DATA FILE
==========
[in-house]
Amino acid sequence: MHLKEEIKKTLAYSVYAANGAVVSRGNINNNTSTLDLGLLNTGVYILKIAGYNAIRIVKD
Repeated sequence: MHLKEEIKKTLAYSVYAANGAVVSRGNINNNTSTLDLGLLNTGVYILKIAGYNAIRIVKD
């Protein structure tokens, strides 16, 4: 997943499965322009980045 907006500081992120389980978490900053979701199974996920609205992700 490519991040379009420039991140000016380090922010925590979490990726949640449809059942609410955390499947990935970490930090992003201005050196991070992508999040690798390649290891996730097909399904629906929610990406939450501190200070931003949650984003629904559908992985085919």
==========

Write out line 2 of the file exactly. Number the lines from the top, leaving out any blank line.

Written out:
Amino acid sequence: MHLKEEIKKTLAYSVYAANGAVVSRGNINNNTSTLDLGLLNTGVYILKIAGYNAIRIVKD